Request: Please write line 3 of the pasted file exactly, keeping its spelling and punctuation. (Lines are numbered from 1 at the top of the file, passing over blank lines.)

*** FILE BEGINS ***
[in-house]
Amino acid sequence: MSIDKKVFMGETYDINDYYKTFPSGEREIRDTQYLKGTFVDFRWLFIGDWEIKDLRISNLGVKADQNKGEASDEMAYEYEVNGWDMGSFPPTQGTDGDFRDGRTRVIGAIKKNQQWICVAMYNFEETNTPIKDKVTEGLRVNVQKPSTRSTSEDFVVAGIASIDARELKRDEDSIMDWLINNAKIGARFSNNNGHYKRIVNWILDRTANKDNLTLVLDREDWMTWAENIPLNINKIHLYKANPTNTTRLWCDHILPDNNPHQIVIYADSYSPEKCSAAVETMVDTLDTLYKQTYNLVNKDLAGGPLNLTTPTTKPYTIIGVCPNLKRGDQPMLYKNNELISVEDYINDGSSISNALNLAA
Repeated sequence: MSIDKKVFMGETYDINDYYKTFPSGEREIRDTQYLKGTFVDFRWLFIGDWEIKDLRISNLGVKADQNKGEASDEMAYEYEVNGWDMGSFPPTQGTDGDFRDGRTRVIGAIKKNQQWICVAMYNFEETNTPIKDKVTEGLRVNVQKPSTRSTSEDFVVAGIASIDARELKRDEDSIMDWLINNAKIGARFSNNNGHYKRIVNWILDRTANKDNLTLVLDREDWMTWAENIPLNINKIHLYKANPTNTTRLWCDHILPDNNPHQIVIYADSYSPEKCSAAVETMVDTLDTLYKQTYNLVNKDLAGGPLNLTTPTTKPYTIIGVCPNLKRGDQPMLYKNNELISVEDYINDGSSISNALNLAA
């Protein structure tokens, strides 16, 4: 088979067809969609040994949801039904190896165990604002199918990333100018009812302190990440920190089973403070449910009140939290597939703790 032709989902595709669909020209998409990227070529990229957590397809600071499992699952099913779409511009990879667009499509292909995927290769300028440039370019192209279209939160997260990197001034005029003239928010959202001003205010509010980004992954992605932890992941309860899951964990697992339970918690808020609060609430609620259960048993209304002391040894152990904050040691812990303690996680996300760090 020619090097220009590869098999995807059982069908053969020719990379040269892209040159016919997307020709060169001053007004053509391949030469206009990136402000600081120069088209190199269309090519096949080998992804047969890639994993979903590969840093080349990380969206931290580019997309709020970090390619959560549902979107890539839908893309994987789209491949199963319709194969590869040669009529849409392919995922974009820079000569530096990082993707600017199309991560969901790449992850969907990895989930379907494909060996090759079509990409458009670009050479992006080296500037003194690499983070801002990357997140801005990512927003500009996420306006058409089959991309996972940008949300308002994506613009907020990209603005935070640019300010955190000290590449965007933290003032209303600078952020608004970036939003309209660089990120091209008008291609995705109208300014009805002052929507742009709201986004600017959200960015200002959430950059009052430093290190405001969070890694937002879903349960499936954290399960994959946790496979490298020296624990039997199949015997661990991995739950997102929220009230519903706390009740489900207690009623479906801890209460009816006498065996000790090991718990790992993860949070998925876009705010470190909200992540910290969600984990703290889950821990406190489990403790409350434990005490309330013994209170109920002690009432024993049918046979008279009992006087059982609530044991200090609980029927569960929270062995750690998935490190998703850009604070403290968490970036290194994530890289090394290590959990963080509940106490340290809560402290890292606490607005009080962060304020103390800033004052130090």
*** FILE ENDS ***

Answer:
Repeated sequence: MSIDKKVFMGETYDINDYYKTFPSGEREIRDTQYLKGTFVDFRWLFIGDWEIKDLRISNLGVKADQNKGEASDEMAYEYEVNGWDMGSFPPTQGTDGDFRDGRTRVIGAIKKNQQWICVAMYNFEETNTPIKDKVTEGLRVNVQKPSTRSTSEDFVVAGIASIDARELKRDEDSIMDWLINNAKIGARFSNNNGHYKRIVNWILDRTANKDNLTLVLDREDWMTWAENIPLNINKIHLYKANPTNTTRLWCDHILPDNNPHQIVIYADSYSPEKCSAAVETMVDTLDTLYKQTYNLVNKDLAGGPLNLTTPTTKPYTIIGVCPNLKRGDQPMLYKNNELISVEDYINDGSSISNALNLAA